For those who need math we have five CD's that take them through a comprehensive set of readings and exercises in Algebra I & II, Geometry, Trig, and Calculus. I also have webquests that ask them to research the History of Algebra and Geometry as well as webquests guiding them through useful applications of math in everyday life.

For Spanish we use Rosetta Stone and some webquests designed to have them research Spanish speaking countries and to plan trips to Spanish speaking countries.

In the histories I have many webquests that provide specific projects about specific time periods in history. For those who have to take the regents, I have them use past exams and then use the Internet to research each question so that they get them all correct.

In science I have a great alternative energy project as well as specific projects for the different sciences.

In English they do CyberEnglish.

I have webquests for art, music, and health as well.


The room is a beehive of activity. I'm conferencing with all of them. The key is that we are using the Internet for individualized instruction. CyberSchool is serving many functions: slowly transitioning the new students into school before they join their regular classes at the cycle break, providing curriculum for those who need partial credits to graduate, and to provide individualized instruction when necessary. It is a great release for the scholars and the school. It prevents drop outs, it encourages scholars to return to school, and it assists in keeping students on target to graduate. It caters a bit to the scholar, but then this is the scholar who needs some catering to and has slipped through the cracks in other schools, but not this one. CyberSchool is the beginning of reentering school or the last stop before graduating. CyberSchool is our safety net, it is an academic safety net that provides positive successful experiences. Behind all of this activity, chatter, clicking of keys are the melodies of the classics like Bach, Beethoven, Mozart, and American jazz. The music sets a tone, provides the cadence, and raises the level of scholarship a level. One student who came in for his period commented on how peaceful it was in here.

Scholars are constantly coming in to ask about CyberSchool. They need to speak with their advisers and determine if they need partial credits so they can graduate sooner than later. In some cases scholars have left us and then have returned. CyberSchool is used to acclimate them to the school and a place for them to show that they are ready to return. It is almost like sending an athlete to the minors before they return to the majors.

CyberSchool has its ups and downs in attendance. At the beginning of the cycle, the room almost empty, except for those collecting partial credits. As the cycle moves towards the end the room slowly fills up with the new scholars waiting till the new cycle begins. We have three cycles each of the two semesters. I must say it is gratifying seeing those new scholars alter on in their classes as they come to the computer lab with their new classes. In is a real thrill seeing those beaming faces of the CyberSchool scholars on graduation day.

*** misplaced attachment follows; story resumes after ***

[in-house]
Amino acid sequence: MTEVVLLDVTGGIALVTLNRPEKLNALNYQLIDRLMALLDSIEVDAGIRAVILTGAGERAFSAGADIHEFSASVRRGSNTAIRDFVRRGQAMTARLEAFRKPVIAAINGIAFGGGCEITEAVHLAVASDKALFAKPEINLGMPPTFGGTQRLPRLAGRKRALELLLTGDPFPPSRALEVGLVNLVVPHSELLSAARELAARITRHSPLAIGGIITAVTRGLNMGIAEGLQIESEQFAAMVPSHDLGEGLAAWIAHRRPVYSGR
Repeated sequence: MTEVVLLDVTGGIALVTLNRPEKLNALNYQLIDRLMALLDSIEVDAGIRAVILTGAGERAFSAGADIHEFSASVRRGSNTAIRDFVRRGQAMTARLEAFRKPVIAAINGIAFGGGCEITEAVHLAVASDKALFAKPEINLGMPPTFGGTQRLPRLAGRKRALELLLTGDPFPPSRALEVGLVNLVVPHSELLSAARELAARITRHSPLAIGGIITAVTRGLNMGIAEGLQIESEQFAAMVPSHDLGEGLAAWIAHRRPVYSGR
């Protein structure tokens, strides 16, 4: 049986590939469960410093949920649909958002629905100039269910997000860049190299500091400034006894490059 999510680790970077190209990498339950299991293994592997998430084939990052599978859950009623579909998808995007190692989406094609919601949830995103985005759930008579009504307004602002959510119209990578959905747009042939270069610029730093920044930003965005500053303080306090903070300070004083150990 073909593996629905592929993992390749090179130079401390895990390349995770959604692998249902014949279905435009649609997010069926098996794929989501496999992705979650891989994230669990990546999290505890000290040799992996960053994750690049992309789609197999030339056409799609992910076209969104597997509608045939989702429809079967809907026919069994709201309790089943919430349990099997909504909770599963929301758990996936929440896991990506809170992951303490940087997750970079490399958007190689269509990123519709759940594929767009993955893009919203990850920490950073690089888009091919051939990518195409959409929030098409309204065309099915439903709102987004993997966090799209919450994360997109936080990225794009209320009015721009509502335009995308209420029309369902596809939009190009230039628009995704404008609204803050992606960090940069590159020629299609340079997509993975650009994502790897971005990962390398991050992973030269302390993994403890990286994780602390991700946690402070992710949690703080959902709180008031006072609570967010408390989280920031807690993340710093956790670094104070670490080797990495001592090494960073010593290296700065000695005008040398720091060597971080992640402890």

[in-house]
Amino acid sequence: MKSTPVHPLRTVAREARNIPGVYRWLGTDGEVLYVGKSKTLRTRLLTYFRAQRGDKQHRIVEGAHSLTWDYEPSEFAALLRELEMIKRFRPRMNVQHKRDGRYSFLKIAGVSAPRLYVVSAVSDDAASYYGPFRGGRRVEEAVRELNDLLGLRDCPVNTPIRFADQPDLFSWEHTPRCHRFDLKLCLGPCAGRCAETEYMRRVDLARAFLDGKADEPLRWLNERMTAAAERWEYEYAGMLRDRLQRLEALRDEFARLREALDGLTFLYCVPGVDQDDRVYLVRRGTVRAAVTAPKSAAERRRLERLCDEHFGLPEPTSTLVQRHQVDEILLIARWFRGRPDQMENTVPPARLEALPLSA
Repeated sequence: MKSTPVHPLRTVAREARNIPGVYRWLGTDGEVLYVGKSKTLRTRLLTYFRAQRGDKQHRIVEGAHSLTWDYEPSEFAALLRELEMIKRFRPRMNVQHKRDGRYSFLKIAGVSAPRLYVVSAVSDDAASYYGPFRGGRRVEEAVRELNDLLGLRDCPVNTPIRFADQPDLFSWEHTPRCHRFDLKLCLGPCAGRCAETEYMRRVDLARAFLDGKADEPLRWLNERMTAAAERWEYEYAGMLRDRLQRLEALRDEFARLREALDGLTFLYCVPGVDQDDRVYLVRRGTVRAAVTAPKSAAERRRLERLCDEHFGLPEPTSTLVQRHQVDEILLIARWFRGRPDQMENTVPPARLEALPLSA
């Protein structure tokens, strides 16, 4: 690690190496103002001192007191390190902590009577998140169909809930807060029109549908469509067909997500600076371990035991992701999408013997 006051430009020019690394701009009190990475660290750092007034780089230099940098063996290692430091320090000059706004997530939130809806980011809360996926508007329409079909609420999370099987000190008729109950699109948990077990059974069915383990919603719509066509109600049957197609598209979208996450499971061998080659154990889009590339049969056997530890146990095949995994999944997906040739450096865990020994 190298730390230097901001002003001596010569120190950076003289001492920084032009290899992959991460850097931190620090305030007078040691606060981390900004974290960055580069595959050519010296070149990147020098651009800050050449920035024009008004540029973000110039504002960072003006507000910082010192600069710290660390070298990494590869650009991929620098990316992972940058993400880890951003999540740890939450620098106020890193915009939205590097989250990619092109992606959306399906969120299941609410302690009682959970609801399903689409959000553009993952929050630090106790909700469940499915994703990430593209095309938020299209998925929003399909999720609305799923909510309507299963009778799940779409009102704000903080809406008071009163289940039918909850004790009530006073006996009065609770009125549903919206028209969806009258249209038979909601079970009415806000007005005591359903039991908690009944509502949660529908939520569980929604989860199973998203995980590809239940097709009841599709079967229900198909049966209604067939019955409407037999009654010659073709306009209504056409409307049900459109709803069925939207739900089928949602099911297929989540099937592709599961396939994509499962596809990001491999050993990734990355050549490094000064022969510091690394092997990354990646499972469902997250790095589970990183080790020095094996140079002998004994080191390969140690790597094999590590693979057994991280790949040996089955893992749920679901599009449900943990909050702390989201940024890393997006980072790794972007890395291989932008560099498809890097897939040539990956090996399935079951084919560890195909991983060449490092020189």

Monday, October 6, 2008

Regulate Banks Not Schools

It is amazing how far behind Internet use we are in education. There was a time when computer technology in education was leading the way in technology use in this country and the world. Teachers were unfettered and were doing some phenomenal things with technology in education. Dewey, Gardner, Papert, Freire were being realized magnificently. We were utilizing programs that provided individualized instruction, we were on the bleeding edge of early Internet use as we had our scholars producing webpages, publishing their scholarship online, interacting with scholars all over the world. There was renewed excitement in education and everyone was excited and enthusiastic about education.

Then the rest of the world found the lure of the Internet and suddenly we had a dot com boom and it sucked the life out of the Internet. Suddenly the Internet became a consumer's delight and educational uses diminished and began to wane. To add insult to injury the US government stepped in and began rash regulations adding irrational filters and then created NCLB. Suddenly the educational technology boom was a bust.

Fear of scholars accessing inappropriate sites led to rampant inappropriate use of the filter without considered what the teachers needed or using education to make it work. Instead of using these "learning moments"; schools wasted them and went into Internet lock down. The problem was the scholars still had unfettered access from home where no one supervised them and bad things happened. Schools were no longer able to provide instruction in how to use the Internet correctly and wisely.

The other death knell for Internet use in schools was NCLB. Suddenly schools stepped backwards and went to teaching to the test. Multiple choice tests became all the rage and inventive uses of the Internet that reinvigorated education were lost.

I just wonder if the government had used the amount of regulation on the financial markets as they did with education, we might not have the financial problems we are experiencing now. The financial markets should have had the regulations education had and education should have had the non regulation the financial markets have enjoyed.